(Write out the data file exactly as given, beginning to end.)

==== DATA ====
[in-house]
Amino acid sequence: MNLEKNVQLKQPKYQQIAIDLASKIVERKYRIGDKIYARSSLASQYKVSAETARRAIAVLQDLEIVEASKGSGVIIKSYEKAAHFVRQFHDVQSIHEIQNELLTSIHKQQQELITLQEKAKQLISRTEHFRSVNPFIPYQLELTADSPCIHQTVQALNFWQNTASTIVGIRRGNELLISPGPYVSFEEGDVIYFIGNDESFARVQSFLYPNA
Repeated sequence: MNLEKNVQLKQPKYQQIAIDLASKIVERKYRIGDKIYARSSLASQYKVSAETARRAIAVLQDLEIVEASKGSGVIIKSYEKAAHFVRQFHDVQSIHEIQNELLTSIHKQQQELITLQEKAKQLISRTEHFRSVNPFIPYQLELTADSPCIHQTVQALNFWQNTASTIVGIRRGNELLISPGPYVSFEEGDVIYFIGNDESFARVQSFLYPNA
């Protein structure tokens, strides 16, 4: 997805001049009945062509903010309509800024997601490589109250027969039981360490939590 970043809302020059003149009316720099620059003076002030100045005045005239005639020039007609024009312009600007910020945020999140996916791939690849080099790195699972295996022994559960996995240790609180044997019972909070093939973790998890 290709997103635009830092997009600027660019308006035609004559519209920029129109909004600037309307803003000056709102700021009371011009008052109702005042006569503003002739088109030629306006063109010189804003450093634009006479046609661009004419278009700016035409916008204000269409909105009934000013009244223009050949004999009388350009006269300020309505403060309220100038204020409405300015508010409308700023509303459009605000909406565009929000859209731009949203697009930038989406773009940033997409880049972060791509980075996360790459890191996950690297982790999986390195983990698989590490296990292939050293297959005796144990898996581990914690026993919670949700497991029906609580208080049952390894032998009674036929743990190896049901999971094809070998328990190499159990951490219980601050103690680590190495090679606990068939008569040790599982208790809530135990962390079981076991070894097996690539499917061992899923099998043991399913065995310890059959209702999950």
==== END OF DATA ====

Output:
[in-house]
Amino acid sequence: MNLEKNVQLKQPKYQQIAIDLASKIVERKYRIGDKIYARSSLASQYKVSAETARRAIAVLQDLEIVEASKGSGVIIKSYEKAAHFVRQFHDVQSIHEIQNELLTSIHKQQQELITLQEKAKQLISRTEHFRSVNPFIPYQLELTADSPCIHQTVQALNFWQNTASTIVGIRRGNELLISPGPYVSFEEGDVIYFIGNDESFARVQSFLYPNA
Repeated sequence: MNLEKNVQLKQPKYQQIAIDLASKIVERKYRIGDKIYARSSLASQYKVSAETARRAIAVLQDLEIVEASKGSGVIIKSYEKAAHFVRQFHDVQSIHEIQNELLTSIHKQQQELITLQEKAKQLISRTEHFRSVNPFIPYQLELTADSPCIHQTVQALNFWQNTASTIVGIRRGNELLISPGPYVSFEEGDVIYFIGNDESFARVQSFLYPNA
């Protein structure tokens, strides 16, 4: 997805001049009945062509903010309509800024997601490589109250027969039981360490939590 970043809302020059003149009316720099620059003076002030100045005045005239005639020039007609024009312009600007910020945020999140996916791939690849080099790195699972295996022994559960996995240790609180044997019972909070093939973790998890 290709997103635009830092997009600027660019308006035609004559519209920029129109909004600037309307803003000056709102700021009371011009008052109702005042006569503003002739088109030629306006063109010189804003450093634009006479046609661009004419278009700016035409916008204000269409909105009934000013009244223009050949004999009388350009006269300020309505403060309220100038204020409405300015508010409308700023509303459009605000909406565009929000859209731009949203697009930038989406773009940033997409880049972060791509980075996360790459890191996950690297982790999986390195983990698989590490296990292939050293297959005796144990898996581990914690026993919670949700497991029906609580208080049952390894032998009674036929743990190896049901999971094809070998328990190499159990951490219980601050103690680590190495090679606990068939008569040790599982208790809530135990962390079981076991070894097996690539499917061992899923099998043991399913065995310890059959209702999950």